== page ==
For now, though, Nova Mentis has no plans to fund a follow-up animal study and is moving on to the phase 2A trial. Part of the reason is money. In November, Nova Mentis released its financial statement for the fiscal year ending in September 2022, reporting about 462,000 Canadian dollars in cash and equivalents, with a net loss of about CA$1.4 million for the first nine months of the year. The company’s stock is trading at less than 10 Canadian cents, which will make it hard to raise funds from the public markets. “There’s no dancing around those figures. They are what they are,” says William Rascan, chief executive officer of Nova Mentis. But a successful clinical trial might lift the stock price, and Rascan says company employees are “crossing our fingers that the results are positive.”
“We’re certainly betting a lot on what we’re hoping for here.” William Rascan
Still, there are observers who found the rat study compelling. “Preclinical models for complex disorders such as this are challenging and will always have some limitations, but the data seem quite robust from what I could see,” says Emma Robinson, professor of psychopharmacology at the University of Bristol in England. A particular strength of the three-part study is that the doses used in the animals are similar to what Nova Mentis plans to use in people, which is not always the case with preclinical studies, she says.
Yet the rat study did not include any data on pharmacokinetics or pharmacodynamics — how the drug behaves inside the animals and what aspects of their biology it affects. That alone warrants caution around these limited findings, says Elizabeth Berry-Kravis, professor of pediatrics and neurological sciences at Rush University Medical Center in Chicago, Illinois. On top of that, there is a history of fragile X drugs failing in clinical trials after yielding more robust preclinical results than these, and the lack of evidence for the drug’s mechanism of action also raises concerns, she says.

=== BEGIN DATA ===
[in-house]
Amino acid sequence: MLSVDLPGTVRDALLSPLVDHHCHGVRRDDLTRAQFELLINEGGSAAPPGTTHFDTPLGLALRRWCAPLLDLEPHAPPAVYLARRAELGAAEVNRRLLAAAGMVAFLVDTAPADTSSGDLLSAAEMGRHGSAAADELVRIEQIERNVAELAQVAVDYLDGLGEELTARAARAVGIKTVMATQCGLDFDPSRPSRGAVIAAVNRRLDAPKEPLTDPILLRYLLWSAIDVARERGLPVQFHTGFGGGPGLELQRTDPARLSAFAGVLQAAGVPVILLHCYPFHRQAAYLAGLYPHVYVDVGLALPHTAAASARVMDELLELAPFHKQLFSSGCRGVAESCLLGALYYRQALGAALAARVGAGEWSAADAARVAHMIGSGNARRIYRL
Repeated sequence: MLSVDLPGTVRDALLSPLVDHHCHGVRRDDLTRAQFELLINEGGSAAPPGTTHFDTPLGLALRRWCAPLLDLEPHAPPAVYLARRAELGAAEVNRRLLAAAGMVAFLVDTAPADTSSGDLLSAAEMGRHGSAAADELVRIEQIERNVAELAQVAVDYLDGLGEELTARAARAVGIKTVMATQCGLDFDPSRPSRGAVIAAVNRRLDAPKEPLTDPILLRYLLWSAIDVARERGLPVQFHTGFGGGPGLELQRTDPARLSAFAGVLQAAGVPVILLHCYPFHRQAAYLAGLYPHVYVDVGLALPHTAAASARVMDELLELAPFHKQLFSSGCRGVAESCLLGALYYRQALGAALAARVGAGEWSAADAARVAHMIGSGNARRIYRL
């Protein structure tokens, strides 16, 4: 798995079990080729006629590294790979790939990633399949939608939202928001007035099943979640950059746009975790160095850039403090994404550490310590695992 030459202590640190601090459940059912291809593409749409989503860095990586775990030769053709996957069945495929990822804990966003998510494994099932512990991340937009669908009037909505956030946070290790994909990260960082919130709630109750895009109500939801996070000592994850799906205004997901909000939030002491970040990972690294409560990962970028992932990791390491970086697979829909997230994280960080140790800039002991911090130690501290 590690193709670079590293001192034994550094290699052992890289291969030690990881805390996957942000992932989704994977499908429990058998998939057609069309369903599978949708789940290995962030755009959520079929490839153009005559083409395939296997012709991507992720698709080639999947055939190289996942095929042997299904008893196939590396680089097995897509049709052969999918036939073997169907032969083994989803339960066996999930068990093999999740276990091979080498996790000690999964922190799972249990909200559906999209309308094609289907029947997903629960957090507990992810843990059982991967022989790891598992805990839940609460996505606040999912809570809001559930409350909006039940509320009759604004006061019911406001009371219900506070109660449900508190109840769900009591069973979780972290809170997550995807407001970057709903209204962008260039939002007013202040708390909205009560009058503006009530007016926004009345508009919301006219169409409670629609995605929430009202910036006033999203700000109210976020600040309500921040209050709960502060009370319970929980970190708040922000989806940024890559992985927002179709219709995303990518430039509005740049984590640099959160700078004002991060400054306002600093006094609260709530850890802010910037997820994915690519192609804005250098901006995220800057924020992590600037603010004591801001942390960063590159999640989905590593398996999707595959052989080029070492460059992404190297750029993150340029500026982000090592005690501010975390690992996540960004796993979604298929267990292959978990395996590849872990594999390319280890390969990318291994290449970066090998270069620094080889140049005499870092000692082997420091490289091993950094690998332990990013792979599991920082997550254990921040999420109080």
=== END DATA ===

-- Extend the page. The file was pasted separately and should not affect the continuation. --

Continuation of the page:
And Emily Osterweil, professor of molecular neuroscience at the University of Edinburgh in Scotland, says the rat study is “probably not even enough preliminary evidence for a grant proposal.” Investigating the drug’s effect on just one aspect of cognition in just one rat model does not inspire enough confidence for a clinical trial, “so I don’t know how it got approved for a clinical exploration with such little support, scientifically,” she says.
In the phase 2A, Nova Mentis plans to give 10 adults with fragile X syndrome 1.5 milligrams of the drug every other day for 28 days. (Doses of 20 to 30 milligrams have been used in clinical trials where hallucinogenic effects are induced.) The study will measure dropout rate, adherence to the trial protocols and parents’ satisfaction with the measures they will use to track their child’s progress. It will also track participants’ improvement by using 10 different clinical questionnaires that assess repetitive behaviors, communication abilities, aggression, cognition, anxiety and depression.